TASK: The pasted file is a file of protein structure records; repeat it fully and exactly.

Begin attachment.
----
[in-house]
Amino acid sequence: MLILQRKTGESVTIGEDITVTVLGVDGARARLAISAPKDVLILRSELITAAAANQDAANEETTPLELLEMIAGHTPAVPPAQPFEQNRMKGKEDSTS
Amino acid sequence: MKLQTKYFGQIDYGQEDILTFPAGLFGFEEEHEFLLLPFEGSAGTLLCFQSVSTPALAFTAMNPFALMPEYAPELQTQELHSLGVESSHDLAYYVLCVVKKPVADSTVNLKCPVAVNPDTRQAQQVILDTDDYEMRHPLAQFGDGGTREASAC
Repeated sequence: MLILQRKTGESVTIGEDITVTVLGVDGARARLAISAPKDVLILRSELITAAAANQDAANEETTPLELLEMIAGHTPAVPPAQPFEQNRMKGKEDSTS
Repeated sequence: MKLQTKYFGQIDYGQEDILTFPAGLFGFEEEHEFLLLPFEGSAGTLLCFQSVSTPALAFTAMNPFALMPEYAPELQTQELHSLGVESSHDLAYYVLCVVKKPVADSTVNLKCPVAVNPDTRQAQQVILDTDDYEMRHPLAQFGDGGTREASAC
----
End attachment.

[in-house]
Amino acid sequence: MLILQRKTGESVTIGEDITVTVLGVDGARARLAISAPKDVLILRSELITAAAANQDAANEETTPLELLEMIAGHTPAVPPAQPFEQNRMKGKEDSTS
Amino acid sequence: MKLQTKYFGQIDYGQEDILTFPAGLFGFEEEHEFLLLPFEGSAGTLLCFQSVSTPALAFTAMNPFALMPEYAPELQTQELHSLGVESSHDLAYYVLCVVKKPVADSTVNLKCPVAVNPDTRQAQQVILDTDDYEMRHPLAQFGDGGTREASAC
Repeated sequence: MLILQRKTGESVTIGEDITVTVLGVDGARARLAISAPKDVLILRSELITAAAANQDAANEETTPLELLEMIAGHTPAVPPAQPFEQNRMKGKEDSTS
Repeated sequence: MKLQTKYFGQIDYGQEDILTFPAGLFGFEEEHEFLLLPFEGSAGTLLCFQSVSTPALAFTAMNPFALMPEYAPELQTQELHSLGVESSHDLAYYVLCVVKKPVADSTVNLKCPVAVNPDTRQAQQVILDTDDYEMRHPLAQFGDGGTREASAC